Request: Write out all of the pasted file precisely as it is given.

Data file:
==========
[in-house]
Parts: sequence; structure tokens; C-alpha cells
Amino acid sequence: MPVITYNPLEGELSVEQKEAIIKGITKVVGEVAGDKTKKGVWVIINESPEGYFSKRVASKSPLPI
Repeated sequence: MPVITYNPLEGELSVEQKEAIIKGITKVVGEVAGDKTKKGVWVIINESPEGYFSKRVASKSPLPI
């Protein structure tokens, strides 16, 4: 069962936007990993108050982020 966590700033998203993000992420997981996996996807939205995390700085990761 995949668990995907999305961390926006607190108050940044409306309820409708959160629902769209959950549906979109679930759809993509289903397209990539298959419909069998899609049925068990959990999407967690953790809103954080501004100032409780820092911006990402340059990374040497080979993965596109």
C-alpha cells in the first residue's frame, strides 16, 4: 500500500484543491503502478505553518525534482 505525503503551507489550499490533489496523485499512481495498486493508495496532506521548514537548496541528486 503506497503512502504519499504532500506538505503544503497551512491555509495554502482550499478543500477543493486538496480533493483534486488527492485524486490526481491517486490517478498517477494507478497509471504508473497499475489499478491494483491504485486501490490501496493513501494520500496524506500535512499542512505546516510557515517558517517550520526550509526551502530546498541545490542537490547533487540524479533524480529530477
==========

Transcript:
[in-house]
Parts: sequence; structure tokens; C-alpha cells
Amino acid sequence: MPVITYNPLEGELSVEQKEAIIKGITKVVGEVAGDKTKKGVWVIINESPEGYFSKRVASKSPLPI
Repeated sequence: MPVITYNPLEGELSVEQKEAIIKGITKVVGEVAGDKTKKGVWVIINESPEGYFSKRVASKSPLPI
């Protein structure tokens, strides 16, 4: 069962936007990993108050982020 966590700033998203993000992420997981996996996807939205995390700085990761 995949668990995907999305961390926006607190108050940044409306309820409708959160629902769209959950549906979109679930759809993509289903397209990539298959419909069998899609049925068990959990999407967690953790809103954080501004100032409780820092911006990402340059990374040497080979993965596109």
C-alpha cells in the first residue's frame, strides 16, 4: 500500500484543491503502478505553518525534482 505525503503551507489550499490533489496523485499512481495498486493508495496532506521548514537548496541528486 503506497503512502504519499504532500506538505503544503497551512491555509495554502482550499478543500477543493486538496480533493483534486488527492485524486490526481491517486490517478498517477494507478497509471504508473497499475489499478491494483491504485486501490490501496493513501494520500496524506500535512499542512505546516510557515517558517517550520526550509526551502530546498541545490542537490547533487540524479533524480529530477